Tuesday, February 26, 2008

A meaningless life...

When I was a teenager, I went to a national conference for teens in the Quaker denomination. For a small-town farm boy, this was was quite an eye-opening experience. It was there that I had my first encounter with a theologian who actually believed that Christ was merely a "good moral teacher."

"How silly!" I thought. Hoping to show him his error, my simple response was, "So, then how do you get to Heaven?" This was not a difficult obstacle for his logic, as he explained that he did not believe in a heaven, nor a hell, but merely "worm food" as he so aptly put it. Puzzled, I asked one more question. "So, why do you obey the 'moral teachings' of Jesus at all?"

Nearly three thousand years ago, a wise teacher and king in the house of David had pondered the same question. I would encourage you this week to read through the book of Ecclesiastes and consider how meaningless our lives would be—our jobs, our relationships, even our religion—if it were not for the truth of the very last verses, 12:13-14. Praise God for the reward He has promised us all.

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Saturday, February 16, 2008

Wrapping-Up a Year and a Half in Corinth

Well, this weekend marks the end of an era for our group. It was September of 2006 when we first opened our Bibles to 1 Corinthians 1:1 and began to study the intricacies of Greek culture, the problems in Corinth, and how Paul's instruction to them transcends the millenia and applies directly to us today.

Tomorrow in class (sorry I once again waited to post the blog entry 24 hours before the class) we will review the final summary and benediction that Paul gave to the Corinthians. Then we will spend the class period reading the letter through once more in the same way that it was originally intended to be delivered. Originally, this letter was written to be read aloud before the church, not necessarily dissected word by word by a class of Bible believers.

I invite you (if you get this message in time) to read the letter cover to cover before class tomorrow. It will only take you 10 minutes, tops. Everyone has missed a week from time to time, and many have joined us in the middle of our study. Post any questions from any part of the letter here in the blog (anonymously if you prefer) and we can discuss together to bring clarity and closure to this book, and this phase in our class history.


Thursday, February 7, 2008

Who's the boss?

Our passage this coming Sunday is the dramatic conclusion to Paul's tyrade about his own authority in Christ. Here's where he finally lays it all out there and tells it to their face, right? Paul says to his rebellious children, "by God's power we will live with Him to serve you" (2 Cor. 13:4)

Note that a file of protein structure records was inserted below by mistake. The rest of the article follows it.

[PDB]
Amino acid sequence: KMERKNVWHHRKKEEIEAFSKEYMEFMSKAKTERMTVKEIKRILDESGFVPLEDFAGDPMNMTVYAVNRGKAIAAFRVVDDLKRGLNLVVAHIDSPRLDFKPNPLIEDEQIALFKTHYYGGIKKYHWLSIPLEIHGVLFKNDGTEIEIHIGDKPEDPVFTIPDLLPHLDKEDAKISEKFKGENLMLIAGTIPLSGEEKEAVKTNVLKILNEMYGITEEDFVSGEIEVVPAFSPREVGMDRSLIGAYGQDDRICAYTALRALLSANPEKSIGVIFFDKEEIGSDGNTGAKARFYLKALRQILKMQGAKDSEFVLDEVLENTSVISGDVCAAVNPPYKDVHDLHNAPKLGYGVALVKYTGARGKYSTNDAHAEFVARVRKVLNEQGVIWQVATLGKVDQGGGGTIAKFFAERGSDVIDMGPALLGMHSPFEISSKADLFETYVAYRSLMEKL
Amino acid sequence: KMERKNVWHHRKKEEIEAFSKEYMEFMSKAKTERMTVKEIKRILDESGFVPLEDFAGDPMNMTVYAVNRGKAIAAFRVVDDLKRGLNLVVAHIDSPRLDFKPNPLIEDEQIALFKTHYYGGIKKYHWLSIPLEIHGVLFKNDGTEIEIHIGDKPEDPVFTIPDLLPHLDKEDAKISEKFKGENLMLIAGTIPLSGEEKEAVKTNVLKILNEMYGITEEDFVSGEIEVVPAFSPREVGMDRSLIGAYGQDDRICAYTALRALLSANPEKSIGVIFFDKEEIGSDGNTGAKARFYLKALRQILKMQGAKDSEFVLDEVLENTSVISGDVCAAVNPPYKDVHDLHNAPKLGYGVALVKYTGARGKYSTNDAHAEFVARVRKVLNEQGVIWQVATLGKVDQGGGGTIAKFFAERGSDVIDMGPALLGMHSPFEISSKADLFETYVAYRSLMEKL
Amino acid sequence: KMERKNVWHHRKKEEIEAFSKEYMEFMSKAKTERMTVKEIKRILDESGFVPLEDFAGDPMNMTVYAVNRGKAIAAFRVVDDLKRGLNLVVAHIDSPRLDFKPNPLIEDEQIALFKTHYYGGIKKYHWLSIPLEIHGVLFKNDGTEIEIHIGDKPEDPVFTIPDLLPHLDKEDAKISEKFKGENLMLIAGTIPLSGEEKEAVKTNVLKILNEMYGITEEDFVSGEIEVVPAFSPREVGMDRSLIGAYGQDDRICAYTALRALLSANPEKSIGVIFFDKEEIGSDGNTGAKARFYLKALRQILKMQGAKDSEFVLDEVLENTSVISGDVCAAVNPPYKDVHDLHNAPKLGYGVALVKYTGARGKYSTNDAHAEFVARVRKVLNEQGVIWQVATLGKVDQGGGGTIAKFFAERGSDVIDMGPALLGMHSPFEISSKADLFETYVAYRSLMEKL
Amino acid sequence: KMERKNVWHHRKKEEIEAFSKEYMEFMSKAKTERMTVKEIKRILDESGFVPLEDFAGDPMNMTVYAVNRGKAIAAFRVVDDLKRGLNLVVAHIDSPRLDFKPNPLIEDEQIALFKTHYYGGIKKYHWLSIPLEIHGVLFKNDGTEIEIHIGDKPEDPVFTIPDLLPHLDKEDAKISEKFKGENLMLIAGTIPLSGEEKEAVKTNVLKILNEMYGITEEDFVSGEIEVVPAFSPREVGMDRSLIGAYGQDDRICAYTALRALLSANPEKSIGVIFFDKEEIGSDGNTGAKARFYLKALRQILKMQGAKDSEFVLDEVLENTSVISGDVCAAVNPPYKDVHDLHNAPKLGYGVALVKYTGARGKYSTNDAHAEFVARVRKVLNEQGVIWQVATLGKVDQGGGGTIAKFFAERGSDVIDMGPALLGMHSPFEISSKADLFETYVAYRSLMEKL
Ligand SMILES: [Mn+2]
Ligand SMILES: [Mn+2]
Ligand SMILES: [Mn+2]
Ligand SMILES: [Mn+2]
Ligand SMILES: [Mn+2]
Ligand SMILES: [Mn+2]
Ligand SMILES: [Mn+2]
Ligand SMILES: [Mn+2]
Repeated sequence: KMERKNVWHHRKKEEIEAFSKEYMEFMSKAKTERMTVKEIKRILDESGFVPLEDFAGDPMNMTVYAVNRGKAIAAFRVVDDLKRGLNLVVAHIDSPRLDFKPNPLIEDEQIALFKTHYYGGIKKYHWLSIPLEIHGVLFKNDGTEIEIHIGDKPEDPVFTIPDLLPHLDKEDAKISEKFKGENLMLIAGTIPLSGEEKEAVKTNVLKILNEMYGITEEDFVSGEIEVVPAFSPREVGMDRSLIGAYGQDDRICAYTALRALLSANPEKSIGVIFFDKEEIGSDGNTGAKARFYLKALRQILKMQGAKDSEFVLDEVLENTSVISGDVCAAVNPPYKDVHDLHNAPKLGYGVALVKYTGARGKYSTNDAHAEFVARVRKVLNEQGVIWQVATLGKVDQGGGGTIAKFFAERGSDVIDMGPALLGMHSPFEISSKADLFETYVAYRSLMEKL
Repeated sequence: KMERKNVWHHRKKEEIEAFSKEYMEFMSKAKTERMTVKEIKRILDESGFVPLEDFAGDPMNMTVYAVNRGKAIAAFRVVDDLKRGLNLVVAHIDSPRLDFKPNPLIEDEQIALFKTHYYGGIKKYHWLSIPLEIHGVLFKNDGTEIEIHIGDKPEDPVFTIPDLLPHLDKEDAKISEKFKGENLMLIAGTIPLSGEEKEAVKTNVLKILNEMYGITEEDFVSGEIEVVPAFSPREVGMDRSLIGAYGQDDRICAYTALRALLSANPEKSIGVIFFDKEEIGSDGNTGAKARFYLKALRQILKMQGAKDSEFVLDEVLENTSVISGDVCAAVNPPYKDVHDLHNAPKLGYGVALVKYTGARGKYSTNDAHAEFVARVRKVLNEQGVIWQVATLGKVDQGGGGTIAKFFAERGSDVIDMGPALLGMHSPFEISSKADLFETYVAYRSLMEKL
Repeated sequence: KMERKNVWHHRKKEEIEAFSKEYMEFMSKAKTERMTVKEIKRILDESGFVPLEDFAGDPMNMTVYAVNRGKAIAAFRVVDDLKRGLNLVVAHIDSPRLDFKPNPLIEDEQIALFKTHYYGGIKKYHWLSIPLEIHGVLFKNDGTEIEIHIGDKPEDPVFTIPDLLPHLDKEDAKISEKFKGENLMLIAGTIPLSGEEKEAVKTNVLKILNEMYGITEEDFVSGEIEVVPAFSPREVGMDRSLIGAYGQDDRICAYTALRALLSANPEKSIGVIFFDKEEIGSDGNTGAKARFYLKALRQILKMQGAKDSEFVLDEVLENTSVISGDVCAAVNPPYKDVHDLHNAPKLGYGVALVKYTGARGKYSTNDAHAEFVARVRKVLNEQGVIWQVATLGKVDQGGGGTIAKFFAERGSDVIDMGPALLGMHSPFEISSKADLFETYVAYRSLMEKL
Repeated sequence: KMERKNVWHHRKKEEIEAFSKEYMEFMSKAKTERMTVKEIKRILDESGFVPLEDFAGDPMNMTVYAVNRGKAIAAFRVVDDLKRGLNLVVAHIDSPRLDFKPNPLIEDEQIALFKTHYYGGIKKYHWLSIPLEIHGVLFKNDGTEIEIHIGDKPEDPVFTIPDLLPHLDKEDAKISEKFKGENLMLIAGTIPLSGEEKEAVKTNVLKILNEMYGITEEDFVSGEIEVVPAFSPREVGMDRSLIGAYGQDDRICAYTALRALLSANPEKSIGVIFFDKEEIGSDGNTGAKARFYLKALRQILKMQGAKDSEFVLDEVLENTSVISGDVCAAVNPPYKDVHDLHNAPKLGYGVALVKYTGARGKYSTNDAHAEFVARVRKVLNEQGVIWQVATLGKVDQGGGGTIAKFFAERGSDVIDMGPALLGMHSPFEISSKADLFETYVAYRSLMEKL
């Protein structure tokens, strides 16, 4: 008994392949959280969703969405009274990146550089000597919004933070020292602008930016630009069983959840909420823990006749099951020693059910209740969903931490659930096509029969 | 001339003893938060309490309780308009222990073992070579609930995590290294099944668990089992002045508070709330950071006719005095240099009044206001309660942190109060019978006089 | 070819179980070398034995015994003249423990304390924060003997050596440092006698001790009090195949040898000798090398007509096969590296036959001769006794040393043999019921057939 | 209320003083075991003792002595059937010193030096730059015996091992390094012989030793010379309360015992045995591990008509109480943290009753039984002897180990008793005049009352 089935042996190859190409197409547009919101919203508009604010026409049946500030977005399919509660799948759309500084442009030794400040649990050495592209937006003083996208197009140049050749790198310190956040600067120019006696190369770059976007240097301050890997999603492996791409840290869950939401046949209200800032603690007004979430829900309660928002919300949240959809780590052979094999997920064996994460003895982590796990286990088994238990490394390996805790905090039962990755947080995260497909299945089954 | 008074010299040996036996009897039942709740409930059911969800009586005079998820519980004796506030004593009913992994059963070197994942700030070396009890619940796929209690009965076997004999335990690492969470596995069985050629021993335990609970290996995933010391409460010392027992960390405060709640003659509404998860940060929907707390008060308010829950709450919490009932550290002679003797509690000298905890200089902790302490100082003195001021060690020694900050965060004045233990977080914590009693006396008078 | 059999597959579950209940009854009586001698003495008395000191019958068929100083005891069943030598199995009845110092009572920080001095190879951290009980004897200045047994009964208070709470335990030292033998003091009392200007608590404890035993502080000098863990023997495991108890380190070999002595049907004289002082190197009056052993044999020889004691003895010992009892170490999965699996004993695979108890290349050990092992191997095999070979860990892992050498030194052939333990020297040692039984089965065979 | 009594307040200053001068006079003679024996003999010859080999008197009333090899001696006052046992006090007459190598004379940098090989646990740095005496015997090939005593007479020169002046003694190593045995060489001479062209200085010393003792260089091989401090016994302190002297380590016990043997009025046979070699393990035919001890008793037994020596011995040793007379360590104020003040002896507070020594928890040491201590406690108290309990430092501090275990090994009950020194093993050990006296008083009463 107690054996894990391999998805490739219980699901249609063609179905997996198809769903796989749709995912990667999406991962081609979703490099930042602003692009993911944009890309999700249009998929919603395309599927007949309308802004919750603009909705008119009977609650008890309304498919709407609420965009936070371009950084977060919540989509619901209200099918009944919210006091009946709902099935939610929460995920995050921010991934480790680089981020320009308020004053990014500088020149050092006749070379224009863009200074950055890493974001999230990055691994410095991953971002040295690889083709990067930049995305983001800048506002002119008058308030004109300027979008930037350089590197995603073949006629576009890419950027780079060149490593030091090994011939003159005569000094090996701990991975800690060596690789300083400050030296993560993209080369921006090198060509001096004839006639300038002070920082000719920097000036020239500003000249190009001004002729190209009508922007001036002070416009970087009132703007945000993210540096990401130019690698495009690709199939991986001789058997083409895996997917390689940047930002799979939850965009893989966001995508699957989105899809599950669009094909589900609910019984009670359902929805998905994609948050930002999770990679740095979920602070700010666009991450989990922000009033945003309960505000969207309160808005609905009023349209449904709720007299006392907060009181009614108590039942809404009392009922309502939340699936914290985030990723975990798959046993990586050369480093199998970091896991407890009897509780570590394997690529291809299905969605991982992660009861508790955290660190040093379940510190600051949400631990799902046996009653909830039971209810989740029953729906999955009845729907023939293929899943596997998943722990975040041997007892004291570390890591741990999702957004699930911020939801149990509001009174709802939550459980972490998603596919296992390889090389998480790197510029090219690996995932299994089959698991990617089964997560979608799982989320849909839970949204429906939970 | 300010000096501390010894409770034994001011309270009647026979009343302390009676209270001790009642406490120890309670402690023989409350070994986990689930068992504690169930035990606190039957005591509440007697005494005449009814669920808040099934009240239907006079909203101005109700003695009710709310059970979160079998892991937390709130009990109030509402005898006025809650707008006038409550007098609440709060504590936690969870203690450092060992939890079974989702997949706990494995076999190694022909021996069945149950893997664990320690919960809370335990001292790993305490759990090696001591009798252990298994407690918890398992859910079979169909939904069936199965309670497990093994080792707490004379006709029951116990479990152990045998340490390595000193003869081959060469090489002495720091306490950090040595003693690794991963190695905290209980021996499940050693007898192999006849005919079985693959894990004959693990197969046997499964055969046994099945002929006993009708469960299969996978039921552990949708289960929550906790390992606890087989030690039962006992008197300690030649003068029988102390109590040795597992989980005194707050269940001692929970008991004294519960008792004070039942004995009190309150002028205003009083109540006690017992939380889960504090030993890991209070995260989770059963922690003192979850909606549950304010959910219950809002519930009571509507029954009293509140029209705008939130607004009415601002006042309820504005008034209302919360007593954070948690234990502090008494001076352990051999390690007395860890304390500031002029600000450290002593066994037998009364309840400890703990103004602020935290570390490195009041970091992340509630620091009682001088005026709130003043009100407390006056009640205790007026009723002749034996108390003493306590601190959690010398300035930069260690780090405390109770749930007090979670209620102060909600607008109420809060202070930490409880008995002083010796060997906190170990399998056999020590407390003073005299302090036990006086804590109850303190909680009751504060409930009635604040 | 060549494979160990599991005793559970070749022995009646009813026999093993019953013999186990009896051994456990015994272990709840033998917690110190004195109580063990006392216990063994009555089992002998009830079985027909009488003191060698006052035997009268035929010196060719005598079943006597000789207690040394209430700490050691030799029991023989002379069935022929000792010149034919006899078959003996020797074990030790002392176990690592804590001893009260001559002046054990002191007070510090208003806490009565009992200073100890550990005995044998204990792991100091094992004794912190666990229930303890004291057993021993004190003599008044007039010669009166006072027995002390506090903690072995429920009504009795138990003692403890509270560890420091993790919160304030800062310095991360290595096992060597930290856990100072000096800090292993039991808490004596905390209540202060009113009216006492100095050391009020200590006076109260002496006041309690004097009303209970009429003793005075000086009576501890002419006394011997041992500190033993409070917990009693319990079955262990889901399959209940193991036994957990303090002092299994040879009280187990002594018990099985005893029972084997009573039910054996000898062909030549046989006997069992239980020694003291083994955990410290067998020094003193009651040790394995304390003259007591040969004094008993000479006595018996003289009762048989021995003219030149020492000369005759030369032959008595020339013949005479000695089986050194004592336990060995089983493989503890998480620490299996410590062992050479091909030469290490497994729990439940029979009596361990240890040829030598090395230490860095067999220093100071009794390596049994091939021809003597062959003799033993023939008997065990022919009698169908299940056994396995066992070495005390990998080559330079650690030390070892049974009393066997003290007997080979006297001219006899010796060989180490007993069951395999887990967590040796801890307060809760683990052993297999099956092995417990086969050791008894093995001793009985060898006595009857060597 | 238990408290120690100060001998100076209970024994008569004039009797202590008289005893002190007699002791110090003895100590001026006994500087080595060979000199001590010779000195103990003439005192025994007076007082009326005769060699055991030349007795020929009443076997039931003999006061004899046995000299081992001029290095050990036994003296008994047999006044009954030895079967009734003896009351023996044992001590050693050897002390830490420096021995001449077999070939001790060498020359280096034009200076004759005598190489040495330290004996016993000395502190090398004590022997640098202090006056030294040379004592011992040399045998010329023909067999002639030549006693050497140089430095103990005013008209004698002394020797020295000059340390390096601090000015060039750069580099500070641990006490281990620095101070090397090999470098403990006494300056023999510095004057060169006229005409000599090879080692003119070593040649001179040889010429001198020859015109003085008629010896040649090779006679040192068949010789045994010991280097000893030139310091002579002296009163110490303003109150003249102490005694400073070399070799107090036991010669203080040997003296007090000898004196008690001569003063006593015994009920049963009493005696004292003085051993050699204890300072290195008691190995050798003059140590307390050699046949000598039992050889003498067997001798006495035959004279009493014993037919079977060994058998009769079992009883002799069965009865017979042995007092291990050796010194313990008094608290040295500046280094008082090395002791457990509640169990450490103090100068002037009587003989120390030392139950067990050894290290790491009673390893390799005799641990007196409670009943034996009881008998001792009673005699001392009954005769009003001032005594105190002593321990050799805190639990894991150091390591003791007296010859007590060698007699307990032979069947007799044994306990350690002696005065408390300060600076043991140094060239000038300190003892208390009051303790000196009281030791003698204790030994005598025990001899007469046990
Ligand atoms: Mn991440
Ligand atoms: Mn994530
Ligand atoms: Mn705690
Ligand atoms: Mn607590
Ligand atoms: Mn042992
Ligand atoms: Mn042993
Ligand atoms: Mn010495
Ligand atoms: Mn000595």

... In the famous words of Scooby Doo, "Whaaaaaaaa?"

C'mon Paul, where's that "kick 'em into shape" authority you're supposed to have? This Sunday, we will take a closer look at the authority that God gave the Apostles, and that He gives today to leaders in the church. Why is authority granted? How should it be administered. Reflection on Christ's own exhibition of His power on earth reveals a lot. Considering the failures of other would-be authorities in Bibilical history will also be a fun exercise.

Despite the disdain for authority that we have in our flesh, we need to come to God's Word in passages like 2 Corinthians 13 with an attitude of submission and understand the God-honoring reasons for authority.

See you Sunday!

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Monday, February 4, 2008

The inferior church

In the passage we studied yesterday (2 Cor. 12:11-18), Paul charged the Corinthian church in verse 13, "How were you inferior to the other churches?" He goes on to answer his own question, "...except that I was never a burden to you?" As we reflect on what he's saying, the obvious question becomes: why didn't Paul take a collection from Corinth?

Was Corinth poor? We learned earlier in his letter (chapter 9) that they have excess money to share. Did Paul not deserve to make a living from the church in Corinth? In his first letter to Corinth, he gives a lengthy discourse explaining precisely why he had the right to collect (1 Cor. 9). Yet, he claims that to collect from them would hinder the gospel. Why?

As we have discussed, the Corinthians were accustomed to paying their teachers. The better the teacher, the more they paid. Paul felt that if he became a "burden" to the Corinthian Christians, then they may think as though they contributed something of value to the Gospel by their giving, thus enabling themselves to have received it. Indeed, with Paul's refusal to take their financial support, the Corinthians' pride was hurt. They felt inferior to other churches, and yet Paul continues in verse 14 to tell them that he would still not take any offering from them. For, despite their attitude toward wealth, Paul states, "what I want is not your possessions but you."

God wants us to receive his Gospel as empty vessels, fully aware that we have nothing to offer. For Corinth, they wanted to offer their wealth to help God. For us, could it be our knowledge, our skills, our good deeds? God asked Job, blameless as he was, what he had done that God should repay him (Job 41:11). All our knowledge, our skills, even our righteous behavior and any good work is only a gift of grace from God the Father. We are empty vessels that God chooses to fill, and then use. We should rejoice that we are "inferior" so that God alone may glorified.

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